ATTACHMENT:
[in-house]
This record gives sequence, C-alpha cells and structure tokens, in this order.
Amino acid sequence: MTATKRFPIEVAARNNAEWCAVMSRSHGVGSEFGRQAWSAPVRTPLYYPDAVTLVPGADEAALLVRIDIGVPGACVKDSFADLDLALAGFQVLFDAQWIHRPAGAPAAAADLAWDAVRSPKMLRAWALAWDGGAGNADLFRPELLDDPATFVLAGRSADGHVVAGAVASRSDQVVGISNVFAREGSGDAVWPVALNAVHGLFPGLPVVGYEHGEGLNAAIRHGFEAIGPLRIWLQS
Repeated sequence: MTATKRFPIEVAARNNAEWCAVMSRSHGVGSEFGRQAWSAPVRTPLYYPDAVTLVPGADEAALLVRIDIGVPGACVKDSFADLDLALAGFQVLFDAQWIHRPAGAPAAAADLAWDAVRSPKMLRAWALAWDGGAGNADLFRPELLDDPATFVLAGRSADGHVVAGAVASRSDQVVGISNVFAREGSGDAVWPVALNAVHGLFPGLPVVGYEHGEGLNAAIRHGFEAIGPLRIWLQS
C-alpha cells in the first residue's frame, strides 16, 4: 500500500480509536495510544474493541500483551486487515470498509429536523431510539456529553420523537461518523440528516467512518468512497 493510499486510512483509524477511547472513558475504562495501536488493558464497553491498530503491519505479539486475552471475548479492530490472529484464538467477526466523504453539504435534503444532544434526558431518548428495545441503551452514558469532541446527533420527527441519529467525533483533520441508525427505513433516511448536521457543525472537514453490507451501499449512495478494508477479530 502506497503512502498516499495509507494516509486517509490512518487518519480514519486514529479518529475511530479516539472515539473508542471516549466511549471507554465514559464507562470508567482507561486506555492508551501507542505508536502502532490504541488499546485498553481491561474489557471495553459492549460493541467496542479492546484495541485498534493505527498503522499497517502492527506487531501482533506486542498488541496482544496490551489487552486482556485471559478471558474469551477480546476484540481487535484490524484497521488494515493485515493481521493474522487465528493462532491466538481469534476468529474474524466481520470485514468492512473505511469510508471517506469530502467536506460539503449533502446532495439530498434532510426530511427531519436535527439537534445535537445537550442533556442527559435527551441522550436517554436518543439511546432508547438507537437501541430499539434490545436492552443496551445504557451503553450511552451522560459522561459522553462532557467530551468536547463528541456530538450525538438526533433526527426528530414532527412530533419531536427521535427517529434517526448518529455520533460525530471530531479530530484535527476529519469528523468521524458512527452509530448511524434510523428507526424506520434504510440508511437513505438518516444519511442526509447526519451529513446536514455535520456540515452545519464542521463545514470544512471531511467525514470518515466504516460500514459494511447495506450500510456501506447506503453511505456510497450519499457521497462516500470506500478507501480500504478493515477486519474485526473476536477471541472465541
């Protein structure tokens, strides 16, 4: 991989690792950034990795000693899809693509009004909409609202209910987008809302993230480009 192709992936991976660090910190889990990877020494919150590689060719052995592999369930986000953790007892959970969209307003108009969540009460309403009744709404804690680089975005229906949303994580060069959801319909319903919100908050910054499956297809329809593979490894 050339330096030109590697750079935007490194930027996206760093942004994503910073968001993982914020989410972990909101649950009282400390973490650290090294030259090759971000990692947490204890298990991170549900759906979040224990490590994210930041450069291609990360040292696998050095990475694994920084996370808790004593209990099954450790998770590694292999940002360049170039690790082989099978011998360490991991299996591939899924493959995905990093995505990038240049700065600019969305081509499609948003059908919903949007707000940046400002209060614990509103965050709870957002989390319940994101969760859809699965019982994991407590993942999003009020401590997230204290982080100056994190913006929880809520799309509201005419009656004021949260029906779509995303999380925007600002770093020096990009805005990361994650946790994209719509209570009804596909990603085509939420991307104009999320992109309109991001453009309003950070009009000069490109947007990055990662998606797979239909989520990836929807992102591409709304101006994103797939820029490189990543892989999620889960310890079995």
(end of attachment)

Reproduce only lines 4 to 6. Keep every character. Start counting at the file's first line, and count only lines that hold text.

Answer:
Repeated sequence: MTATKRFPIEVAARNNAEWCAVMSRSHGVGSEFGRQAWSAPVRTPLYYPDAVTLVPGADEAALLVRIDIGVPGACVKDSFADLDLALAGFQVLFDAQWIHRPAGAPAAAADLAWDAVRSPKMLRAWALAWDGGAGNADLFRPELLDDPATFVLAGRSADGHVVAGAVASRSDQVVGISNVFAREGSGDAVWPVALNAVHGLFPGLPVVGYEHGEGLNAAIRHGFEAIGPLRIWLQS
C-alpha cells in the first residue's frame, strides 16, 4: 500500500480509536495510544474493541500483551486487515470498509429536523431510539456529553420523537461518523440528516467512518468512497 493510499486510512483509524477511547472513558475504562495501536488493558464497553491498530503491519505479539486475552471475548479492530490472529484464538467477526466523504453539504435534503444532544434526558431518548428495545441503551452514558469532541446527533420527527441519529467525533483533520441508525427505513433516511448536521457543525472537514453490507451501499449512495478494508477479530 502506497503512502498516499495509507494516509486517509490512518487518519480514519486514529479518529475511530479516539472515539473508542471516549466511549471507554465514559464507562470508567482507561486506555492508551501507542505508536502502532490504541488499546485498553481491561474489557471495553459492549460493541467496542479492546484495541485498534493505527498503522499497517502492527506487531501482533506486542498488541496482544496490551489487552486482556485471559478471558474469551477480546476484540481487535484490524484497521488494515493485515493481521493474522487465528493462532491466538481469534476468529474474524466481520470485514468492512473505511469510508471517506469530502467536506460539503449533502446532495439530498434532510426530511427531519436535527439537534445535537445537550442533556442527559435527551441522550436517554436518543439511546432508547438507537437501541430499539434490545436492552443496551445504557451503553450511552451522560459522561459522553462532557467530551468536547463528541456530538450525538438526533433526527426528530414532527412530533419531536427521535427517529434517526448518529455520533460525530471530531479530530484535527476529519469528523468521524458512527452509530448511524434510523428507526424506520434504510440508511437513505438518516444519511442526509447526519451529513446536514455535520456540515452545519464542521463545514470544512471531511467525514470518515466504516460500514459494511447495506450500510456501506447506503453511505456510497450519499457521497462516500470506500478507501480500504478493515477486519474485526473476536477471541472465541
């Protein structure tokens, strides 16, 4: 991989690792950034990795000693899809693509009004909409609202209910987008809302993230480009 192709992936991976660090910190889990990877020494919150590689060719052995592999369930986000953790007892959970969209307003108009969540009460309403009744709404804690680089975005229906949303994580060069959801319909319903919100908050910054499956297809329809593979490894 050339330096030109590697750079935007490194930027996206760093942004994503910073968001993982914020989410972990909101649950009282400390973490650290090294030259090759971000990692947490204890298990991170549900759906979040224990490590994210930041450069291609990360040292696998050095990475694994920084996370808790004593209990099954450790998770590694292999940002360049170039690790082989099978011998360490991991299996591939899924493959995905990093995505990038240049700065600019969305081509499609948003059908919903949007707000940046400002209060614990509103965050709870957002989390319940994101969760859809699965019982994991407590993942999003009020401590997230204290982080100056994190913006929880809520799309509201005419009656004021949260029906779509995303999380925007600002770093020096990009805005990361994650946790994209719509209570009804596909990603085509939420991307104009999320992109309109991001453009309003950070009009000069490109947007990055990662998606797979239909989520990836929807992102591409709304101006994103797939820029490189990543892989999620889960310890079995």